Many students of English and native English speakers alike do not know that English has Latin influences, but is originally a Germanic language. With this in mind, you can see that a heavily Latin based language that added much to its grammatical base has a fairly large divide between it and English.

For students coming from the Estonian language as their native tongue, English holds a deceptively high effort requirement.

Finnish 

Number of Speakers: 5.8 Million

The official language of Finland, Finnish, is entirely different from the Nordic or Slavic languages that are spoken around it. Containing the same unique vowels as Estonian, Finnish also has a proclivity for double consonants and double vowels like in the phrase “good day” or hyvää päivää.

With its own irregularities and peculiarities that simply have to be acquired at face value, Finnish speakers will find much of the same arbitrary elements in English. For this reason, they may know of the difficulties these bring, but that doesn’t save them from the process of pushing through them.

Georgian 

Number of Speakers: 3.7 Million

Though Georgian is spoken in areas of Turkey, Russia, and Ukraine, the Georgian writing system is incredibly difficult for a newcomer to learn. This is mainly because it has a number of characters that appear nearly identical, such as ვ, კ, პ, ჰ, ყ, ფ, გ, and ც. 

This also has similarities in the Westernized alphabet of English. Many students find it difficult when writing u, w, q, p, b, and d. Both languages have many other differences that will make it harder to produce sounds and form sentences.

Hebrew

Number of Speakers: 5 Million

The language of Judaism, Hebrew, only resurfaced as a prominent spoken and literary language in the 19th century after nearly dying out somewhere between 200 and 400 CE. Unlike English, the Hebrew language is written from right to left.

Modern Hebrew is sometimes mistaken for ancient Biblical Hebrew. Though they have similarities, they are not the same language today. For a speaker of Modern Hebrew, English is not particularly easy because of its vast vocabulary, difficult pronunciation patterns, and different writing system.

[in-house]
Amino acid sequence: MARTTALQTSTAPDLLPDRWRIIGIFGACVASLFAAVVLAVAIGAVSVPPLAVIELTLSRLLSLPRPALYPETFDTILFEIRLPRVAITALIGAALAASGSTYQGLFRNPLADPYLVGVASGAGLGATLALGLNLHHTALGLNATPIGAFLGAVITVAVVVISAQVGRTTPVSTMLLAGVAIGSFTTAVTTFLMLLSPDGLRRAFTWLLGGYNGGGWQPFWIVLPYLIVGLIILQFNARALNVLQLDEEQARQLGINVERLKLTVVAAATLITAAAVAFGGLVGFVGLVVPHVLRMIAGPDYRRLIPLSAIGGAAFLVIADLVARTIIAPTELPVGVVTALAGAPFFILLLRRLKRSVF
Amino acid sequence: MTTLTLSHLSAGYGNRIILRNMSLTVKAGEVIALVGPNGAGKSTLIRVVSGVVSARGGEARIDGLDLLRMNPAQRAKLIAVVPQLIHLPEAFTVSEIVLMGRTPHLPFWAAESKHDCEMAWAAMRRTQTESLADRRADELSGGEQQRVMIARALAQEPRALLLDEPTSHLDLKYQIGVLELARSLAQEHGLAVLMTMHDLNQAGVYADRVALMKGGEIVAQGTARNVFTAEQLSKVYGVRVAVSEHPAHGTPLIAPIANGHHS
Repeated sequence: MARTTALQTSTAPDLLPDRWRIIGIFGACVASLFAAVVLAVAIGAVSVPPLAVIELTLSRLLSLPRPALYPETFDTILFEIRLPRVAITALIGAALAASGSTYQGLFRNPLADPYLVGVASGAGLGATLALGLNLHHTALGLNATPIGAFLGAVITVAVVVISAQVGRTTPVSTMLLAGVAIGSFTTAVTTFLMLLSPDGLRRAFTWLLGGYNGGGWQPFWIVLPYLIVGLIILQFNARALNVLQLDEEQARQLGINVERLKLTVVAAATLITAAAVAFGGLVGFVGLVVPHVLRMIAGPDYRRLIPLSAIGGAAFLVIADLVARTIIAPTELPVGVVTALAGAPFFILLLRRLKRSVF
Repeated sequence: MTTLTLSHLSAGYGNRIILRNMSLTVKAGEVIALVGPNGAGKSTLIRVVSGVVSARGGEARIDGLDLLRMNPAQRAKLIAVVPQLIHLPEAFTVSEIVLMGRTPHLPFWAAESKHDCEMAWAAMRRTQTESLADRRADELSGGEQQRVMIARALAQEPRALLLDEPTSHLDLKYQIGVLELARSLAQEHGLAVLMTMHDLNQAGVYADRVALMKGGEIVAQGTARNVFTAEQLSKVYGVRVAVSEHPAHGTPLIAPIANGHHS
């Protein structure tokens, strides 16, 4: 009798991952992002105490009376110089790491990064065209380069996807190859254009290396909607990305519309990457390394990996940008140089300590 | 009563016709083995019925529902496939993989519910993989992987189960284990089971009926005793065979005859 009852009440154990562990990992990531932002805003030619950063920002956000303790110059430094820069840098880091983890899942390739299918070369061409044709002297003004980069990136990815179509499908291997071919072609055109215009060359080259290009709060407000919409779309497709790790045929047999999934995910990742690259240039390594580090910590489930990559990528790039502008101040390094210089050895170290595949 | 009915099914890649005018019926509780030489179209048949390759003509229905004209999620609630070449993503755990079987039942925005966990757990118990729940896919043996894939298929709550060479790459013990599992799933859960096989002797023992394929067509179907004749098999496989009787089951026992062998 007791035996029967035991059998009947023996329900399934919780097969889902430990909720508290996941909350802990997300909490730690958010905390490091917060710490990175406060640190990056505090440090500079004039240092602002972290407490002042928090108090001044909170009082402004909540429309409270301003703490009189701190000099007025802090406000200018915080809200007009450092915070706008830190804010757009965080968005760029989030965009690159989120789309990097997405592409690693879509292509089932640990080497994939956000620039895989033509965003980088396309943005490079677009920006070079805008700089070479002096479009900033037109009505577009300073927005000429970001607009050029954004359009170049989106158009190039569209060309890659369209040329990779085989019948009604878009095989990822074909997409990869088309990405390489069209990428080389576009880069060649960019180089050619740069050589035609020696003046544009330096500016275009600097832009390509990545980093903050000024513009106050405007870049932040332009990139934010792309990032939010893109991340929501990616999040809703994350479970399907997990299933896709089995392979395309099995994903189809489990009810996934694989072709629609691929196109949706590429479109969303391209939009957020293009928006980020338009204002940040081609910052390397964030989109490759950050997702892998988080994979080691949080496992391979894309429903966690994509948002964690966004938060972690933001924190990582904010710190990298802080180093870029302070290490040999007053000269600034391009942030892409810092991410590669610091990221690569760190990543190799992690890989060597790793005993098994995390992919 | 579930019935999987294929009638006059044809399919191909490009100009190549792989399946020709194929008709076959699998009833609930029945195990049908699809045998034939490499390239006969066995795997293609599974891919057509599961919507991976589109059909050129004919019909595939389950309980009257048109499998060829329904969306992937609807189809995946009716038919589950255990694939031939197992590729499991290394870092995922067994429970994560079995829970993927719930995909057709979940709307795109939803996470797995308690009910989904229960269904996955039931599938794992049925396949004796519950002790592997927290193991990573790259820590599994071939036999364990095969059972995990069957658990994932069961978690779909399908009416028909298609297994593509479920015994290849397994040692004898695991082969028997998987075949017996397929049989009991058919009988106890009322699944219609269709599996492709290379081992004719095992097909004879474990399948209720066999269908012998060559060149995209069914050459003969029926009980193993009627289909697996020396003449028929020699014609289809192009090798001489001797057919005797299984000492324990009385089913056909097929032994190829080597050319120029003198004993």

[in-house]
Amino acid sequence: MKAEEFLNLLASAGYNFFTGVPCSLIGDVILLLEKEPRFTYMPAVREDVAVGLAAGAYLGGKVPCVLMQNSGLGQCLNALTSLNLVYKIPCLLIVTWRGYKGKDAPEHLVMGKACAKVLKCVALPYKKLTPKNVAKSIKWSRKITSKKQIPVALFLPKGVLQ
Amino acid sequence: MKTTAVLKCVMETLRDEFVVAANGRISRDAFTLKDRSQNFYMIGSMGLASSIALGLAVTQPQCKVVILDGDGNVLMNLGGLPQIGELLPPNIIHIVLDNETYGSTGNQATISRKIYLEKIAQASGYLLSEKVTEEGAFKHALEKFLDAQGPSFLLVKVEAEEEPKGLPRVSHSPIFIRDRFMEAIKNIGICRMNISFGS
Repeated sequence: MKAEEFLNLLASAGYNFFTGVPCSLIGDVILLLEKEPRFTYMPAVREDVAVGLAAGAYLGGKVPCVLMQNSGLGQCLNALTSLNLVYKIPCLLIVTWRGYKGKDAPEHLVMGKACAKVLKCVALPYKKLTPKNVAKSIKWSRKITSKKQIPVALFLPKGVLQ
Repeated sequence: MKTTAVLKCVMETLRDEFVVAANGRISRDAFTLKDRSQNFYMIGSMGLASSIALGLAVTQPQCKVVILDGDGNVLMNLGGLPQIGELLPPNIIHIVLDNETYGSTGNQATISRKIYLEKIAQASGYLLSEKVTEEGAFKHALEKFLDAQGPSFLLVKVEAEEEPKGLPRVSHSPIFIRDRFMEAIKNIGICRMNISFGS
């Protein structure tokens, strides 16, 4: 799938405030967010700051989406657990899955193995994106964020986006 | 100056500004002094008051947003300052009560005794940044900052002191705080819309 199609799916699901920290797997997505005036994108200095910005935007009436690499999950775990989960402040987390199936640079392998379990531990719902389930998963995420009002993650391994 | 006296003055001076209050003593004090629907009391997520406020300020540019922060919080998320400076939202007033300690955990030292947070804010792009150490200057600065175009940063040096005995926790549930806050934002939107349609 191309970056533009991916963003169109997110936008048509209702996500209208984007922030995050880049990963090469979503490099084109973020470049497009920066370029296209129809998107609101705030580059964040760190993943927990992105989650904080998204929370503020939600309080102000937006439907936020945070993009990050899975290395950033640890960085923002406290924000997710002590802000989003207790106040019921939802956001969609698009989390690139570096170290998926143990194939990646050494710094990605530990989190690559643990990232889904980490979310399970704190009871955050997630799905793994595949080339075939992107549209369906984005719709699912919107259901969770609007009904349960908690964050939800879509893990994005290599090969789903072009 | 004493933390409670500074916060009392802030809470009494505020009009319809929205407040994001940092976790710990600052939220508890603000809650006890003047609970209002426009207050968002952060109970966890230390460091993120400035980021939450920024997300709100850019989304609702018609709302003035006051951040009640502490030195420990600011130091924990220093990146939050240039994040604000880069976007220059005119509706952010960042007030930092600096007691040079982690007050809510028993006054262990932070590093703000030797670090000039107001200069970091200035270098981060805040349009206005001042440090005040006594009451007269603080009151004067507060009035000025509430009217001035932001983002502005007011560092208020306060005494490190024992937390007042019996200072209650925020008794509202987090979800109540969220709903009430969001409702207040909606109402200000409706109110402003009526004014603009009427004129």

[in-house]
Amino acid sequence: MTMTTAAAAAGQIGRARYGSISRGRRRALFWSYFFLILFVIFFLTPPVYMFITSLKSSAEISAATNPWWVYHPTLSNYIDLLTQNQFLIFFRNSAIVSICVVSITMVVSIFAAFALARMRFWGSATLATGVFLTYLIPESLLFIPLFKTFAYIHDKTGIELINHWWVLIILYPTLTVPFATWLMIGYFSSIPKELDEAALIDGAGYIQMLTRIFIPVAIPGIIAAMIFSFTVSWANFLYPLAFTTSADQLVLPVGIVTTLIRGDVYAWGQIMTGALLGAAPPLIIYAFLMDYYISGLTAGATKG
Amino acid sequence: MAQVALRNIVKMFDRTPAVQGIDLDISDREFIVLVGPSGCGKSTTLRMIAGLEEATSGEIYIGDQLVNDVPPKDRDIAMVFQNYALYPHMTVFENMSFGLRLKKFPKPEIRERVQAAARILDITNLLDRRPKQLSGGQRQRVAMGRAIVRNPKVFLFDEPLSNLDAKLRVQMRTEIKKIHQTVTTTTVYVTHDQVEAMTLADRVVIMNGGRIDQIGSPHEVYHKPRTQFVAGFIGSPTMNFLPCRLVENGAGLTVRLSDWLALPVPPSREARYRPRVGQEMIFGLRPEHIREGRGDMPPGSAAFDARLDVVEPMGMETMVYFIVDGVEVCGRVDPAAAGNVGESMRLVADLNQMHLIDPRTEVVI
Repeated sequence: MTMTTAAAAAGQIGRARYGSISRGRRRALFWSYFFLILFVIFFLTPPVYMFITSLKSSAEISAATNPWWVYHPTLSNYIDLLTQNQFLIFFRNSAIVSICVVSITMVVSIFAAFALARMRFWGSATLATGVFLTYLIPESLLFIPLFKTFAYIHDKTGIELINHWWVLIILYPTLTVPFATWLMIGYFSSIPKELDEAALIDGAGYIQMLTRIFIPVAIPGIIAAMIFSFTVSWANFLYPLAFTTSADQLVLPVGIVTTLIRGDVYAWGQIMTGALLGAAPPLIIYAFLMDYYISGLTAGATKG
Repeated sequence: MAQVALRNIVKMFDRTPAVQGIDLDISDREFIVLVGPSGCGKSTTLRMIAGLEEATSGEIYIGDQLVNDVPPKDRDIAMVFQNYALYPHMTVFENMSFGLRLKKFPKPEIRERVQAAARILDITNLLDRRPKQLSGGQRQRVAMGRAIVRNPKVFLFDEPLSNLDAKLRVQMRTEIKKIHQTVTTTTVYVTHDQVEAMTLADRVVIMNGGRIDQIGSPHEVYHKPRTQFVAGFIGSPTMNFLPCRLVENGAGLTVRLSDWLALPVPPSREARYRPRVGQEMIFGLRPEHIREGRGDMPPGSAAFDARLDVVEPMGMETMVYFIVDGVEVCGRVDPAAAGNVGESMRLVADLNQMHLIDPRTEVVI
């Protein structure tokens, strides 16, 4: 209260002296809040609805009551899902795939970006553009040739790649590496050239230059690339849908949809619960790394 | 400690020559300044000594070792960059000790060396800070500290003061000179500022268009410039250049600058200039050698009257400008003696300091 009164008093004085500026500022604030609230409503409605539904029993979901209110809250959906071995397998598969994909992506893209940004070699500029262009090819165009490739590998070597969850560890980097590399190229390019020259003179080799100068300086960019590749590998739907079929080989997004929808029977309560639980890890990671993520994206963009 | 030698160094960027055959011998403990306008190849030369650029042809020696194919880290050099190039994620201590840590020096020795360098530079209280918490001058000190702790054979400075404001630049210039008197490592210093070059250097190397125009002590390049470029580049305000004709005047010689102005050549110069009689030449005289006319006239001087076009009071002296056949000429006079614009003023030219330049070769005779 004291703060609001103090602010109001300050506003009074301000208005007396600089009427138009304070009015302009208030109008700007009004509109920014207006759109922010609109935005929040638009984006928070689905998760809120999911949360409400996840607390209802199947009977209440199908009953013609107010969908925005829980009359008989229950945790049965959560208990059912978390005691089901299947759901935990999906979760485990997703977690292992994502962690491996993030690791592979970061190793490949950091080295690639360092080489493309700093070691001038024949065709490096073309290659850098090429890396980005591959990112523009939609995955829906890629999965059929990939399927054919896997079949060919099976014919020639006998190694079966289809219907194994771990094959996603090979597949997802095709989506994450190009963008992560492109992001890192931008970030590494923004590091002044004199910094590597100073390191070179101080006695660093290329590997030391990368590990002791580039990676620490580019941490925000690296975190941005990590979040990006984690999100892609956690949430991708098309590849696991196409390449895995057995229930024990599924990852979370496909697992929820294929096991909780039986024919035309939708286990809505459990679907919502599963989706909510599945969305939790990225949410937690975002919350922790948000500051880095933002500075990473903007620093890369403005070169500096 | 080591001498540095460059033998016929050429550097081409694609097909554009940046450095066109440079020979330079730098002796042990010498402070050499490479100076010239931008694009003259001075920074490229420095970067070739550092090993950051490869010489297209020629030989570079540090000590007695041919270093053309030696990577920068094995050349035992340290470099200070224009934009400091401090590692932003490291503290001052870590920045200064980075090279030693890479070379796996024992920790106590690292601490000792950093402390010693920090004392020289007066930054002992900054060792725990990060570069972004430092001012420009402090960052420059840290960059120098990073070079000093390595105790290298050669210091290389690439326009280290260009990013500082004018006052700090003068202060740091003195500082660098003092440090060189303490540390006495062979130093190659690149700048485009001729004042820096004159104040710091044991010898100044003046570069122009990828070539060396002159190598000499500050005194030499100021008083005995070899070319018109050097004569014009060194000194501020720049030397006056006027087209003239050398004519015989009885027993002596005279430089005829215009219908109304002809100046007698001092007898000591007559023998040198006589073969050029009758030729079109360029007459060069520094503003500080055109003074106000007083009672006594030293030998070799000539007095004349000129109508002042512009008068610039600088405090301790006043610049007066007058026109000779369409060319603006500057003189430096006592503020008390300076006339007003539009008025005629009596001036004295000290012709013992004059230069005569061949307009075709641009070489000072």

Icelandic 

Number of Speakers: 314,000

Because Iceland is a relatively isolated island in the middle of the Atlantic, the language hasn’t changed much in the thousand years since it’s been settled. You might remember back in 2010 when the volcano Eyjafjallajökull erupted. If that doesn’t show you why Icelandic would be hard to learn, I don’t know what will.

A little known fact is that Icelandic, like English is a Germanic language. Though they have this in common, the vast changes made to English over the centuries and the isolated nature of the country of Iceland have made them ‘worlds apart’. This poses a serious obstacle for the native speaker of Icelandic when trying to acquire English as a second language.

Irish

Number of Speakers: 1.76 Million

Irish, also known as Gaelic, was the dominant language of the original Irish people. Though Irish only uses about two-thirds of the Latin alphabet, it uses them in a way you wouldn’t expect, phonetically. Like this surname: Eòghann (pronounced yoo-en).

Pronunciation and phonics aren’t the only obstacles when a native speaker of Gaelic tries to learn English. The grammar and sheer volume of vocabulary found in the English language are also a problem.

There is a pot of gold at the end of the rainbow for most in Ireland when it comes to learning English. Due to its proximity to England and the nature of its history, English is the main language taught to children in schools.

This for better or for worse, relegates Gaelic to a cultural language usually learned only by a portion of the population and normally as a second language itself. Therefore, the difficulties of learning English won’t be undertaken by adults in most instances.

Mongolian 

Number of Speakers: 5.2 Million

Mongolia is in a region within the People’s Republic of China, the language is written in both Cyrillic (the same written language as Russian) and traditional Mongolian script. Many consider this language nearly extinct, so there is a lack of great instruction material for those seeking to learn Mongolian.

For this reason it is a difficult language to learn for most. For Mongolians looking to learn English there will not be the same problem. Due to English’s worldwide acceptance, much material is available. That is where the easier time ends and the more challenging quest begins.

Mongolians are used to their own forms of writing, grammar, and more guttural pronunciation patterns. Learning such a different set of communication skills is a large hill to climb even if there is worldwide exposure to the language.

Thai

Number of Speakers: 44 Million

Thai is one of over 60 languages spoken in Thailand, and much of the language is borrowed from much older languages such as Pali and Sanskrit. The written language has 44 consonants and 32 vowels, which is nearly three times as many as English.